The notorious Hummer will soon return, a decade after its first incarnation fizzled, thanks to General Motors' (NYSE:GM) aggressive upcoming push into the electric pickup truck and SUV market. The famous nameplate will appear on an all-electric off-road vehicle this time around according to early information. GM plans to launch an assortment of electric pickups and sport utility vehicles, with the Hummer as just one high-profile name. There are several signs this could be a smart move despite the risks.

New Hummer, new electric trucks

One of the most distinctive vehicles to appear on America's roads in the 1990s and early 2000s, the Hummer is a civilian version of the military "Humvee." Weighing in at a whopping 6,400 pounds or more, depending on the model, the vehicle was controversial for its environmentally unfriendly fuel efficiency of just 9 to 10 miles per gallon. People bought the vehicle both for its ruggedness and, in particular, a tax rule on vehicles weighing over 3 tons, allowing owners to take large deductions on their taxable income after buying a Hummer.

Hummer sales eventually tailed off, and GM tried to sell the brand to Chinese manufacturers. China's government interfered, the deal fell through, and GM officially ended production in 2010. By then tens of thousands of Hummers were on the road. Their blocky outline had become a familiar presence across America and remains instantly recognizable to this day.

Hummer H3T Pickup Concept Vehicle

Image source: GMC.

GM is now bringing the Hummer back, transformed into an all-electric truck -- the exact opposite of the ecosystem-ravaging gas guzzler of yore. Besides the nameplate, GM intends to make the vehicle resemble the earlier Hummer, tapping strongly into brand recognition and nostalgia. Specific Hummer models will include a pickup truck -- probably launched first in late 2021 or early 2022 -- and a large off-road-capable SUV.

GM lays the groundwork

The seriousness of GM's electric vehicle sector intentions are underlined by two recent multibillion-dollar investments. It recently teamed up with LG Chemical (OTC: LGCLF) to construct a $2.3 billion electric car battery factory in Ohio. According to GM's press releases, the massive facility will produce at least 30 gigawatt hours (GWh) of battery capacity annually, enough to outfit several hundred thousand electric vehicles.  In addition, GM is pumping $3 billion into renovating its Detroit-Hamtramck plant for the express purpose of building electric pickups and SUVs.

GM already specializes in large pickups and SUVs, earning over 70% of its income from these vehicles and controlling approximately 70% of its U.S. market. Such machines offer high manufacturer profit margins, up to 30%. SUVs and pickups are gaining in popularity, with some forecasting SUVs to account for 50% of all new passenger vehicle sales in the U.S. this year. The growth of electric vehicle demand remains more uncertain, but based on buying of minerals used to make lithium-ion batteries, they may represent 8.2% of American auto purchases in 2020. Electric vehicles could make up 40% of sales by 2040.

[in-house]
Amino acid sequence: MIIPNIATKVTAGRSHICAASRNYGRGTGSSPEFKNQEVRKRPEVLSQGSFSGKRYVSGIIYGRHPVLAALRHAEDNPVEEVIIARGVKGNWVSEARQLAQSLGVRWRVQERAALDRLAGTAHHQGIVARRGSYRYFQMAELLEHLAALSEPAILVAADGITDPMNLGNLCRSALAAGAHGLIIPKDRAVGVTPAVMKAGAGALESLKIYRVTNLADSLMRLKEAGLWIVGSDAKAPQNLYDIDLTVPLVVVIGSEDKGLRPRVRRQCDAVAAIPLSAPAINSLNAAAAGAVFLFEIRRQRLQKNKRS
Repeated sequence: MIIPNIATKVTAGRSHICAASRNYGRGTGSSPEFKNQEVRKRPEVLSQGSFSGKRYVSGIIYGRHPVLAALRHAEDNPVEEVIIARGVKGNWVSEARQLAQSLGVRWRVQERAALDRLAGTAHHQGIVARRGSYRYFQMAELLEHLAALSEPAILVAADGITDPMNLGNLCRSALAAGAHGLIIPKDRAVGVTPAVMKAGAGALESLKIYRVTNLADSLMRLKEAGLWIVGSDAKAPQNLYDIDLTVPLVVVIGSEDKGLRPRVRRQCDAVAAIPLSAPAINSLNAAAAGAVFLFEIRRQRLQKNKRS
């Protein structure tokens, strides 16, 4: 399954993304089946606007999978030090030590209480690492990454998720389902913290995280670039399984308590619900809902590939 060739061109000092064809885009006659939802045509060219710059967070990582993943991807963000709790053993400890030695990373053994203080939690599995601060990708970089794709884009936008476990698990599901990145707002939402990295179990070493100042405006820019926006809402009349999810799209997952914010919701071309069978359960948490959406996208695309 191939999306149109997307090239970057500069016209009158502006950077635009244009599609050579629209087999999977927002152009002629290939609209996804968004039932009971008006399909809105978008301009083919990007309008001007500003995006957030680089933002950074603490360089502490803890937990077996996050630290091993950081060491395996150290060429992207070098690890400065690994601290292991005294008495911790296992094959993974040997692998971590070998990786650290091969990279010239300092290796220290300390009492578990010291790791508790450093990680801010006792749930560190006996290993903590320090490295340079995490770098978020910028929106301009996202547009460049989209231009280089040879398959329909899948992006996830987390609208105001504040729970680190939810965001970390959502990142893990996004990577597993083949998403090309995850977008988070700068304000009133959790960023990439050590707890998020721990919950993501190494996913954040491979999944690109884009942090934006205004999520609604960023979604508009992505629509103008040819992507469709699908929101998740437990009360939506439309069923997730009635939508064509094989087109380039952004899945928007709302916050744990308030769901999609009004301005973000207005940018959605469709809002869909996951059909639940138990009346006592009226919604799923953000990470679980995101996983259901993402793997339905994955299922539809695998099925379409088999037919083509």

An electrifying strategic direction

2022 is an important year for GM to establish its continuing viability in the face of electric pickup and SUV competition. By then the Tesla Cybertruck pickup truck from Tesla (NASDAQ:TSLA), Byton's Chinese-made M-Byte SUV, and the electric R1T pickup truck and R1S SUV from Rivian Automotive should be in showrooms.

Besides matching its competitors, GM's electric vehicles serve as an important hedge against regulatory changes. California wants to return to emissions standards enacted during the Obama presidency, though Donald Trump's administration may block this. By pursuing both gasoline and electric model development, GM stays competitive in the Golden State no matter what. It also prepares for possible nationwide emissions law changes should they come about in the future. 

I think GM is making an excellent choice by naming one of its first major electric pickup releases the Hummer and giving it strong visual cues to match. The Hummer's storied nameplate and distinctive looks, coupled with GM's established presence in the pickup and SUV market, make this a powerful, high-visibility opening move in the electric passenger truck sector. GM is probably a good prospect in both the short and medium term if you're interested in investing in car stocks.

This article represents the opinion of the writer, who may disagree with the “official” recommendation position of a Motley Fool premium advisory service. We’re motley! Questioning an investing thesis -- even one of our own -- helps us all think critically about investing and make decisions that help us become smarter, happier, and richer.